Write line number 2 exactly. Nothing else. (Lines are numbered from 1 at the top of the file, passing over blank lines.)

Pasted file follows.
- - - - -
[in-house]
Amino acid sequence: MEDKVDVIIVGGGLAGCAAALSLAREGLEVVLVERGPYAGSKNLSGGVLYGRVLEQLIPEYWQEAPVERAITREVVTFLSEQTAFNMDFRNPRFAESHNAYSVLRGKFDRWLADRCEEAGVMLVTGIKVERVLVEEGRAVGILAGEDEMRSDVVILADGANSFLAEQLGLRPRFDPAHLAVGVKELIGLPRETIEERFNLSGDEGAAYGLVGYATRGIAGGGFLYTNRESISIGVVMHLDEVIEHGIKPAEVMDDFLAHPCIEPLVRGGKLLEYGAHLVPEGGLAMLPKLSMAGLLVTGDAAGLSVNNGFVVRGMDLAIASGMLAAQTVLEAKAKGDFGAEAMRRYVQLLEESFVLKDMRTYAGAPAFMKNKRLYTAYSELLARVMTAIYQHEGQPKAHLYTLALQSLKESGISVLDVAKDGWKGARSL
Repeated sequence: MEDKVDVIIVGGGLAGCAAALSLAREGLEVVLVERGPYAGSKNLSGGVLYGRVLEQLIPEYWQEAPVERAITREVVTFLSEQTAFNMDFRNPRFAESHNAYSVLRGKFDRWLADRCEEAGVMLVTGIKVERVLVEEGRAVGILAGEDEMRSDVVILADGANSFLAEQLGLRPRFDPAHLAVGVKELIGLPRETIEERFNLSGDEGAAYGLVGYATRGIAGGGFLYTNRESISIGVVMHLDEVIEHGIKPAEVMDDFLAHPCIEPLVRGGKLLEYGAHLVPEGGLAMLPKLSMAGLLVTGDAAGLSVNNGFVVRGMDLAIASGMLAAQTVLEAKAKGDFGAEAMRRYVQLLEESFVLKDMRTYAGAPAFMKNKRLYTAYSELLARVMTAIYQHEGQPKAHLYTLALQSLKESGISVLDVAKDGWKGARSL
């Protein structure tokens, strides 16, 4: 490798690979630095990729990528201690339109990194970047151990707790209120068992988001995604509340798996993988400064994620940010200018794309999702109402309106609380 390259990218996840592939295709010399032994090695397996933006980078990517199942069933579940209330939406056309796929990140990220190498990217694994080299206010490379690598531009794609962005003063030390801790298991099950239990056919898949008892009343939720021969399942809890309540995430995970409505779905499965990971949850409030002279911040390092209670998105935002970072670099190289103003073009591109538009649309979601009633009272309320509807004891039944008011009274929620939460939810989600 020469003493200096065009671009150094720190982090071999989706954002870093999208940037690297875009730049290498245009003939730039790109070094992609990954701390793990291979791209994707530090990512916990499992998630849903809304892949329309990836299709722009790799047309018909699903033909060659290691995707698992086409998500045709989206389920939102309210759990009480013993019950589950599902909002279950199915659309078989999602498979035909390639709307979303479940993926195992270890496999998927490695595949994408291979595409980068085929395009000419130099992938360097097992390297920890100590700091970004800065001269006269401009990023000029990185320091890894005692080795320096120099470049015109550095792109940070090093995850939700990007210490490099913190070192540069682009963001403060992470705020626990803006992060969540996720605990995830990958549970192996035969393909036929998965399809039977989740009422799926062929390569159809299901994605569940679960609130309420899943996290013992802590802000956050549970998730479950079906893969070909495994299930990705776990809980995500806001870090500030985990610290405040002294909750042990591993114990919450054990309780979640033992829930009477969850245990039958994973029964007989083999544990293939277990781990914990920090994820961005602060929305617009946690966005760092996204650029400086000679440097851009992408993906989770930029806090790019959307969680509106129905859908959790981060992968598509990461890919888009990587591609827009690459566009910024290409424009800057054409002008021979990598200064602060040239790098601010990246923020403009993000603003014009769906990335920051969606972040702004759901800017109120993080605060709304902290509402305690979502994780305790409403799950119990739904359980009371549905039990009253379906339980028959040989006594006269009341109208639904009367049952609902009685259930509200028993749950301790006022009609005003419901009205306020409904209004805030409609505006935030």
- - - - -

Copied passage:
Amino acid sequence: MEDKVDVIIVGGGLAGCAAALSLAREGLEVVLVERGPYAGSKNLSGGVLYGRVLEQLIPEYWQEAPVERAITREVVTFLSEQTAFNMDFRNPRFAESHNAYSVLRGKFDRWLADRCEEAGVMLVTGIKVERVLVEEGRAVGILAGEDEMRSDVVILADGANSFLAEQLGLRPRFDPAHLAVGVKELIGLPRETIEERFNLSGDEGAAYGLVGYATRGIAGGGFLYTNRESISIGVVMHLDEVIEHGIKPAEVMDDFLAHPCIEPLVRGGKLLEYGAHLVPEGGLAMLPKLSMAGLLVTGDAAGLSVNNGFVVRGMDLAIASGMLAAQTVLEAKAKGDFGAEAMRRYVQLLEESFVLKDMRTYAGAPAFMKNKRLYTAYSELLARVMTAIYQHEGQPKAHLYTLALQSLKESGISVLDVAKDGWKGARSL